[Exit. Por. A gentle riddance:--Draw the curtains, go;
Let all of his complexion choose me so.
[Exeunt. SCENE VIII.-Venice.-A Street.
Enter SALARINO and SALANIO.
A sealed bag, two sealed bags of ducats, [ter!
Salar. Marry, well remember'd :
I reason'd with a Frenchman yesterday;
Yet do not suddenly, for it may grieve him.
Salar. A kinder gentleman treads not the
in But stay the very riping of the time;
Justice! the law ! my ducats, and my daugh
• Conversed. carelessly.
† To slubber, is to do a thing
To courtship, and such fair ostents of love As shall conveniently become you there: And even there, his eye being big with tears, Turning his face, he put his hand behind him, And with affection wondrous sensible,
He wrung Bassanio's hand, and so they parted.
Salar. Do we so. [Exeunt. SCENEIX-Belmont.-A Room in PORTIA'S
Enter NERISSA, with a Servant.
Ner. Quick, quick, I pray thee, draw the curtain straight;
The prince of Arragon bath ta'en his oath, And comes to his election presently.
Flourish of Cornets. Enter the PRINCE OF ARRAGON, PORTIA, and their Trains.
Por. Behold, there stand the caskets, noble prince:
If you choose that wherein I am contain'd, Straight shall our nuptial rites be solemniz'd; But if you fail, without more speech, my lord, You must be gone from hence immediately.
Ar. I am enjoin'd by oath to observe three First, never to unfold to any one [things: Which casket 'twas I chose; next, if I fail Of the right casket, never in my life To woo a maid in way of marriage; lastly, If I do fail in fortune of you choice, Immediately to leave you and be gone.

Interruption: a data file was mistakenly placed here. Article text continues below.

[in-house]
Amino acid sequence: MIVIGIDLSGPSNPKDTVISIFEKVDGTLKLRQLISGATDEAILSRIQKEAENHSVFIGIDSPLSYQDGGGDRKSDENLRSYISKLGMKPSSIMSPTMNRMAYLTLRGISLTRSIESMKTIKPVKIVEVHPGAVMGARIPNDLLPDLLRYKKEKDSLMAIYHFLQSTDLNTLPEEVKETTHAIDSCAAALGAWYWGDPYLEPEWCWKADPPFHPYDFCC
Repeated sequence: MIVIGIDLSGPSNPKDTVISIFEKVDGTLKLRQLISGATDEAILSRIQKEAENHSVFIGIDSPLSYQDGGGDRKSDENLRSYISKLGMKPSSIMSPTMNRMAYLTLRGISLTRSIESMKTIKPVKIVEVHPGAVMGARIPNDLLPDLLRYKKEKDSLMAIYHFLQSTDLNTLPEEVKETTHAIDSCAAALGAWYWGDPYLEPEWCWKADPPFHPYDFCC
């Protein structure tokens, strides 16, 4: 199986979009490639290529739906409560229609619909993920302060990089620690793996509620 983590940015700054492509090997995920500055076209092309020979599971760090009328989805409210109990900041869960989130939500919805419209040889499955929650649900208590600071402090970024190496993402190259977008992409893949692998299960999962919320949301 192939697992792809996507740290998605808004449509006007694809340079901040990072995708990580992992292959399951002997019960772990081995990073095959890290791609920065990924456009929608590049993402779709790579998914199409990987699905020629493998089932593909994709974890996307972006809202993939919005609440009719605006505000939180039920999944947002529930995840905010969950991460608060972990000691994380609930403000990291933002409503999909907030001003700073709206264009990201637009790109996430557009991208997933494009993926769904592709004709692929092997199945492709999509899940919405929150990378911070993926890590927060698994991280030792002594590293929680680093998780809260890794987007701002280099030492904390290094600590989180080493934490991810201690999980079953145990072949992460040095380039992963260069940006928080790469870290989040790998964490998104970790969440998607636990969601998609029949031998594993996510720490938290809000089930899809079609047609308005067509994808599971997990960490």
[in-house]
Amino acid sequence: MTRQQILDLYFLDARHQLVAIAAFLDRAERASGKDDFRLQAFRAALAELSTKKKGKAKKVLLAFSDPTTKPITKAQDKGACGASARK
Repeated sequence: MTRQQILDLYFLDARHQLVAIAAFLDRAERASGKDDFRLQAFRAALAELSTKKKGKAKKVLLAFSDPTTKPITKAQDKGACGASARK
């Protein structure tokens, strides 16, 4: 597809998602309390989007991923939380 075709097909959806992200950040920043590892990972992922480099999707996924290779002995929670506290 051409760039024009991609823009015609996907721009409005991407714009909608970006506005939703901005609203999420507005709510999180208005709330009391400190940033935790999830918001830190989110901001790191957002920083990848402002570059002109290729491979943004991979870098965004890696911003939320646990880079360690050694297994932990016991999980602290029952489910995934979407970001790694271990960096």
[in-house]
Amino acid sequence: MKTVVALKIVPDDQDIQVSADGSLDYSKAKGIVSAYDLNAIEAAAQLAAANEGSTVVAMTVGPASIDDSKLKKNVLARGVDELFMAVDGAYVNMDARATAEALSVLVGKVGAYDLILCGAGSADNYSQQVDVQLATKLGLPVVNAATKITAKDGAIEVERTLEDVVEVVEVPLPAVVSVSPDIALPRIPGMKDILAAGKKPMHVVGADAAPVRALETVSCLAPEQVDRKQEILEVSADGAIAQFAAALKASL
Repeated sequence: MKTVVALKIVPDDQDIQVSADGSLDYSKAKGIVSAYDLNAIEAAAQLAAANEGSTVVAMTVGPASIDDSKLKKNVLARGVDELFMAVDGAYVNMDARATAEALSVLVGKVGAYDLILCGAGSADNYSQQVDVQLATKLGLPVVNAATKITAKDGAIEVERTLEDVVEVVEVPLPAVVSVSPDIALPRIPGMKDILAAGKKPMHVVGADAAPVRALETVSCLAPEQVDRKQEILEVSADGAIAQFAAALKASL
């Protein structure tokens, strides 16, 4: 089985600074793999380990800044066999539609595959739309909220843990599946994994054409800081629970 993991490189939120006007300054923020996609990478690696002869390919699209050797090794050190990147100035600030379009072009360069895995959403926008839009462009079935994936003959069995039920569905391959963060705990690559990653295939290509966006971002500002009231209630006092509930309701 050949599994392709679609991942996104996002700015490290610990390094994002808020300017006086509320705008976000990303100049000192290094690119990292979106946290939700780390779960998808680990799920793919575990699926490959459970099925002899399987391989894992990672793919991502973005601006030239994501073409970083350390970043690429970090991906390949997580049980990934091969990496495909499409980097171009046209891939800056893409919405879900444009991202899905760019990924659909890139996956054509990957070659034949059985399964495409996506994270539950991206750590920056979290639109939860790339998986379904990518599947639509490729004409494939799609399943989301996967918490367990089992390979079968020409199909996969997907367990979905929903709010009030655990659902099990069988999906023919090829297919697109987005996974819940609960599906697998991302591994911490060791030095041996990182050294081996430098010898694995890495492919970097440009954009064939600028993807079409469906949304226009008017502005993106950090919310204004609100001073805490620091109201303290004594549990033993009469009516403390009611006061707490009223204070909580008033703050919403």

Por. To these injunctions every one doth
That comes to hazard for my worthless self. Ar. And so have I address'd me: Fortune [lead. To my heart's hope !-Gold, silver, and base Who chooseth me, must give and hazard all he hath: You shall look fairer, ere 1 give, or hazard. What says the golden chest? ha! let me see : Who chooseth me, shall gain what many men [meant What many men desire. That many may be By the fool multitude, that choose by show, Not learning more than the fond eye doth teach; Which pries not to the anterior, but, like the martlet,
Builds in the weather on the outward wall.
And well said too: For who shall go about
Without the stamp of merit! Let none presume
Were not deriv'd corruptly! and that clear honour
Were purchas'd by the merit of the wearer!
Pick'd from the chaff and ruin of the times,
I will assume desert;-Give me a key for this,
Ar. What's here? the portrait of a blinking idiot, Presenting me a schedule? I will read it. How much unlike art thou to Portia ! How much unlike my hopes and may deserv ings?
Who chooseth me, shall have as much as he deserves.
Did I deserve no more than a fool's head!
The fire seven times tried this;
[Exeunt ARRAGON, and Train.
Ner. The ancient saying is no beresy ;— Hanging and wiving goes by destiny,
Por. Come, draw the curtain, Nerissa.
Enter a SERVANT.
Serv. Where is my lady?
Por. Here; what would my lord?
A young Venetian, one that comes before
Por. No more, I pray thee; I am half afeard, Thou wilt say anon, he is some kin to thee, Thou spend'st such high-day wit in praising bim.
Come, come, Nerissa; for I long to see
SCENE I.-Venice.-A Street.
Enter SALANIO and SALARINO. Salan. Now, what news on the Rialto f Salar. Why, yet it lives there uncheck ̋d, that Antonio hath a ship of rich lading wreck d on the narrow seas; the Goodwins, I think they call the place; a very dangerous flat, and fatal, where the carcases of many a tall ship live buried, as they say, if my gossip report be an honest woman of her word.
Salan. I would she were as lying a gossip in that, as ever knapp'd ginger, or made ber neighbours believe she wept for the death of a third husband: But it is true, without say slips of prolixity, or crossing the plain highway of talk,-that the good Antonio, the bonest Antonio,--O that I had a title good enough to keep his name company!